Would “Medicare for All” Kill Your Health Care Investments or Not?
The concern is this. If such a plan were to come into being in the USA, the health care insurers and managed care companies like UnitedHealth Group would lose business, but how much? In the USA two-thirds of “insured” people have private health insurance. Because 8% of Americans are still uninsured, it means that about 60% of Americans have private health insurance. In Canada that number is about 27% for folks with comprehensive coverage but 70% of Canadians have some degree of supplemental coverage as the Canadian system covers about 70% of health care costs.
Thus American health companies would lose more than half of their clients that have complete coverage but could pick up clients for “supplemental” policies if a transition to a “Medicare for All” system in the USA followed the Canadian model.
As a quick glance at the figures for private health insurance in Canada versus private health insurance in the USA demonstrate, there would still be a place for private insurance, and that niche would probably grow and become more profitable due to the nature of universal health care systems.
Universal Health Care Cost to Taxpayers will Protect Your Healthcare Investments
We recently wrote that the Trump tax cut was a bust for investment and hiring but nevertheless will have substantially increased the national debt to $22 Trillion. The interest on an ever-increasing national debt is currently at $479 Billion a year. Servicing all forms of U.S. debt takes 10% of the yearly budget.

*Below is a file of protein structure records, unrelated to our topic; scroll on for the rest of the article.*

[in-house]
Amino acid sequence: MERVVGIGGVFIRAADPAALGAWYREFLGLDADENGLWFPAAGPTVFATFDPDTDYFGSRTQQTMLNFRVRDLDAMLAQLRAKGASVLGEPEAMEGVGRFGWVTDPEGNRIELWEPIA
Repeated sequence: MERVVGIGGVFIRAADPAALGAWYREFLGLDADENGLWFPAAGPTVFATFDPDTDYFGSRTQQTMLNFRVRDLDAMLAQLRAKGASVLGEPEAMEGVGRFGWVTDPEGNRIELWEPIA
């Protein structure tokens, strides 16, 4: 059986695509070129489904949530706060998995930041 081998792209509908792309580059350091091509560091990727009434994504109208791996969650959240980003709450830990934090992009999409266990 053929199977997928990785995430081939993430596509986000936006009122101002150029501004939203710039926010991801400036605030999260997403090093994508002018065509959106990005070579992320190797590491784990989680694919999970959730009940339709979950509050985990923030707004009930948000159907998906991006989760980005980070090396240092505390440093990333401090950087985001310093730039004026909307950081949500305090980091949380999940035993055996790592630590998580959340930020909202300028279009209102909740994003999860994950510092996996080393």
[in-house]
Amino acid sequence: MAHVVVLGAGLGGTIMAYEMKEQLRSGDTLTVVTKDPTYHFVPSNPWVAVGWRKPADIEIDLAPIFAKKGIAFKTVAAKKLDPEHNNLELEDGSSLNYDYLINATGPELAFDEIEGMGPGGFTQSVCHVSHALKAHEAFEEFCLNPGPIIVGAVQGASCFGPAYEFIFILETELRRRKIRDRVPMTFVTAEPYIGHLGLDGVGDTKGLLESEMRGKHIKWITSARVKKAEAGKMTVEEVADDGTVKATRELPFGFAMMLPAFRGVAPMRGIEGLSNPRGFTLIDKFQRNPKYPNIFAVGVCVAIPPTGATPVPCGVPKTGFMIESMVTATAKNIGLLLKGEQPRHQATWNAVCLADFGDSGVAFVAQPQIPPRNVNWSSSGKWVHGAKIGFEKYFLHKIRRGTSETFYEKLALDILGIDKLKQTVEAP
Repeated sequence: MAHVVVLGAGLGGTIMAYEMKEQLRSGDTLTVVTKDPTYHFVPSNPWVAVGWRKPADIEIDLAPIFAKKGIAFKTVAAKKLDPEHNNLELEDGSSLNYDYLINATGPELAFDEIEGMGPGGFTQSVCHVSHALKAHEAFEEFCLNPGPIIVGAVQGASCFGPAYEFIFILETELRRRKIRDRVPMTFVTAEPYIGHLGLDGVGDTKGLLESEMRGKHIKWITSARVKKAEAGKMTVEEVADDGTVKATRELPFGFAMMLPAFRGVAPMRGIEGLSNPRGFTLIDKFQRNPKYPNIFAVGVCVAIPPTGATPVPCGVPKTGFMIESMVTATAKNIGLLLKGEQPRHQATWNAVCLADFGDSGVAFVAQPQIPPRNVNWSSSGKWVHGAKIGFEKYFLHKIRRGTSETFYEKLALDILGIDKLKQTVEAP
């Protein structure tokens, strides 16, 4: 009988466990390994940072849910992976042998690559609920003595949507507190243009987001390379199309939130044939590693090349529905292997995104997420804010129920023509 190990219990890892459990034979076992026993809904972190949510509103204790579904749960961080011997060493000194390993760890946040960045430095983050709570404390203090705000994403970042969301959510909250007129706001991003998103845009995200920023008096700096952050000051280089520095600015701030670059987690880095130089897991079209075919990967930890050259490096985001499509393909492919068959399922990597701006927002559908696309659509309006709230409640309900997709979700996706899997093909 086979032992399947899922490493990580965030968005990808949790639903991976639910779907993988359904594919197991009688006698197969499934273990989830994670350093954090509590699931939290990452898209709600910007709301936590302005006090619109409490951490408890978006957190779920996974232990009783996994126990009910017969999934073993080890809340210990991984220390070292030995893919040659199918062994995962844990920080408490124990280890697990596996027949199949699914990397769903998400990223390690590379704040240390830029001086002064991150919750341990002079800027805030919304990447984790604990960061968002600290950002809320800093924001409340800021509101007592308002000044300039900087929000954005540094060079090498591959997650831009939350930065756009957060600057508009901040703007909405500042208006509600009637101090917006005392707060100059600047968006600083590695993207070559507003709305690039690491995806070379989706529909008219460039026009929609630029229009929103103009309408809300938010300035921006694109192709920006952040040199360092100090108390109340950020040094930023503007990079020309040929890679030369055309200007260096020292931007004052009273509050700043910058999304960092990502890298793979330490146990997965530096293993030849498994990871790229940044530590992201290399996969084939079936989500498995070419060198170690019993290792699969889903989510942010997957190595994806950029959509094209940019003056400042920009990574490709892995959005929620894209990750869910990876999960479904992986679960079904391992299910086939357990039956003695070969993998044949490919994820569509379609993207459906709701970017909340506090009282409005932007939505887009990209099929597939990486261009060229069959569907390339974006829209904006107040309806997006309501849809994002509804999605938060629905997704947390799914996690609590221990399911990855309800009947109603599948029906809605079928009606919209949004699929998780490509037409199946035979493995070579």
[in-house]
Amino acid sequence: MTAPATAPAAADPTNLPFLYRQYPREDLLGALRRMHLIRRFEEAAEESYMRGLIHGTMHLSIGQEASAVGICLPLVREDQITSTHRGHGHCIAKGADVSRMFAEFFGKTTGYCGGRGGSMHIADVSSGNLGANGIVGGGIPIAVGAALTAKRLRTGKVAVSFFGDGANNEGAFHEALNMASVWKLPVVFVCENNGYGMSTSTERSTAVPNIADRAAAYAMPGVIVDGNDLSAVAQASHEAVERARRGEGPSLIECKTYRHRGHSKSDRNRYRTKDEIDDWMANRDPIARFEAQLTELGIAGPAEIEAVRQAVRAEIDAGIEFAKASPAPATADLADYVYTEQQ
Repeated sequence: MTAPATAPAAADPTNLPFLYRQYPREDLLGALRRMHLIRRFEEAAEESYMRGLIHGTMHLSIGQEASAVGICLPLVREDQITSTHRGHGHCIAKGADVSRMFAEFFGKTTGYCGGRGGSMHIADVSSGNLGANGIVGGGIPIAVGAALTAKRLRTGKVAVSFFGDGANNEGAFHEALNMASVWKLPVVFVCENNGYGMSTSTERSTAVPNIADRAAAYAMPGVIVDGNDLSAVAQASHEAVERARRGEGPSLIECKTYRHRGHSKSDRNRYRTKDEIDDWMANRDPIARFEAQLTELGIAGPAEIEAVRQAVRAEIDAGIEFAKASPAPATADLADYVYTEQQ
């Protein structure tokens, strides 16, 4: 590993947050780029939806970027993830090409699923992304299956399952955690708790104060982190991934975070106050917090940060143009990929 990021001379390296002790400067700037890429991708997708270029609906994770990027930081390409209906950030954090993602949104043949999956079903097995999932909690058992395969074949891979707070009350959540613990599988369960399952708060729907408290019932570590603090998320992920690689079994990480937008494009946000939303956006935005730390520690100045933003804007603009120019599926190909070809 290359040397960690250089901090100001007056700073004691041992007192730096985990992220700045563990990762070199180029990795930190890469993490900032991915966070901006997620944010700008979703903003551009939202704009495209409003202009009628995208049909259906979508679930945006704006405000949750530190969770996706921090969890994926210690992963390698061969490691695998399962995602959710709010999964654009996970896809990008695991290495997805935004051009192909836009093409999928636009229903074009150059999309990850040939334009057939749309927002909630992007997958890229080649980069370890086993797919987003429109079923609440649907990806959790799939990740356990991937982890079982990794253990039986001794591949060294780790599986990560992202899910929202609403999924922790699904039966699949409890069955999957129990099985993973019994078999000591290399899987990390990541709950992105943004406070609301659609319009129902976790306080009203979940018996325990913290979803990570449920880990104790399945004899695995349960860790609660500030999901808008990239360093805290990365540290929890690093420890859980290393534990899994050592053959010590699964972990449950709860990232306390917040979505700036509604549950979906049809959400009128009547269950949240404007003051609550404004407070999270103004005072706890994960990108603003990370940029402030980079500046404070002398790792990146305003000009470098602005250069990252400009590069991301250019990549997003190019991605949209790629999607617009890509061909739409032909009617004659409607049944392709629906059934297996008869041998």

Bloomberg quotes a study saying that “Medicare for All” would cost $32.4 Trillion over ten years.
The latest plan from the Vermont independent would deliver significant savings on administration and drug costs, but increased demand for care would drive up spending, according to the analysis by the Mercatus Center at George Mason University in Virginia. Doubling federal individual and corporate income tax receipts would not cover the full cost, the study said.
Sanders’ plan builds on Medicare, the popular insurance program for seniors. All U.S. residents would be covered with no copays and deductibles for medical services. The insurance industry would be relegated to a minor role.
Your Investment in Health Care Will Be Protected by the Definition of “Non-essential”
The problem with universal health care systems is that they need to be managed in such a way as to deliver “essential” medical services to everyone at an affordable cost to the government. The problems in such systems come from what ends up be defined as “essential.” In the Canadian system, drugs and psychological/psychiatric care are not covered! “Essential” is too often defined by the economic needs of the system and the willingness of taxpayers to pay for the health care of others.
Another issue is that “non-essential” health care services tend to be used to a greater degree when one does not need to pay any money to receive that service. The Canadian system uses “co-payments” to discourage excessive use of non-essential services. This would not be a feature of the Sanders proposal as it currently stands.
The bottom line is that a universal health care system is expensive to operate and such systems tend to require citizens to pay larger and larger shares of the cost out of their own pockets or pay for private insurance to cover against excessive risk.
So, would “Medicare for all” kill your health care investments? We don’t think so.